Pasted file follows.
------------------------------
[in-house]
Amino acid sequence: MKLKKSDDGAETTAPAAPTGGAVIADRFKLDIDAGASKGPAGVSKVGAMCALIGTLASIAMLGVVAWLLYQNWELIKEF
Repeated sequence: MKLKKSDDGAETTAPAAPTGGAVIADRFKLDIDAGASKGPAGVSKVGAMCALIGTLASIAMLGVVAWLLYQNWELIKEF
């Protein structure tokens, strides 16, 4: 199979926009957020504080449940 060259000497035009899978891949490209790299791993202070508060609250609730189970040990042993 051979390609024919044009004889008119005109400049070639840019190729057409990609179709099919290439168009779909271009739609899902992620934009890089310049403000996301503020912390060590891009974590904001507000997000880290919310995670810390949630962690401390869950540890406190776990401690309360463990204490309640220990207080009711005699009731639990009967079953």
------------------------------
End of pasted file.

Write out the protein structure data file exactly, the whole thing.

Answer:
[in-house]
Amino acid sequence: MKLKKSDDGAETTAPAAPTGGAVIADRFKLDIDAGASKGPAGVSKVGAMCALIGTLASIAMLGVVAWLLYQNWELIKEF
Repeated sequence: MKLKKSDDGAETTAPAAPTGGAVIADRFKLDIDAGASKGPAGVSKVGAMCALIGTLASIAMLGVVAWLLYQNWELIKEF
């Protein structure tokens, strides 16, 4: 199979926009957020504080449940 060259000497035009899978891949490209790299791993202070508060609250609730189970040990042993 051979390609024919044009004889008119005109400049070639840019190729057409990609179709099919290439168009779909271009739609899902992620934009890089310049403000996301503020912390060590891009974590904001507000997000880290919310995670810390949630962690401390869950540890406190776990401690309360463990204490309640220990207080009711005699009731639990009967079953």